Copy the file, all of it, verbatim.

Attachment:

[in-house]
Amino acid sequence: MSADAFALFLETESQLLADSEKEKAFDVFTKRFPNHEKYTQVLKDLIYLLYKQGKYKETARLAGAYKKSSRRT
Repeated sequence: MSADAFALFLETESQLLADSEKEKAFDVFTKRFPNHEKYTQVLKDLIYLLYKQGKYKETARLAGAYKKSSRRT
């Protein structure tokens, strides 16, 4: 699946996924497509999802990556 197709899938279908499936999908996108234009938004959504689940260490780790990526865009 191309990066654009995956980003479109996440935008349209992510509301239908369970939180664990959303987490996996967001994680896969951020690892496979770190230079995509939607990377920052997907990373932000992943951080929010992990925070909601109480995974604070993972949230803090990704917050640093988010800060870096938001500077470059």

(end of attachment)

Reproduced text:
[in-house]
Amino acid sequence: MSADAFALFLETESQLLADSEKEKAFDVFTKRFPNHEKYTQVLKDLIYLLYKQGKYKETARLAGAYKKSSRRT
Repeated sequence: MSADAFALFLETESQLLADSEKEKAFDVFTKRFPNHEKYTQVLKDLIYLLYKQGKYKETARLAGAYKKSSRRT
């Protein structure tokens, strides 16, 4: 699946996924497509999802990556 197709899938279908499936999908996108234009938004959504689940260490780790990526865009 191309990066654009995956980003479109996440935008349209992510509301239908369970939180664990959303987490996996967001994680896969951020690892496979770190230079995509939607990377920052997907990373932000992943951080929010992990925070909601109480995974604070993972949230803090990704917050640093988010800060870096938001500077470059």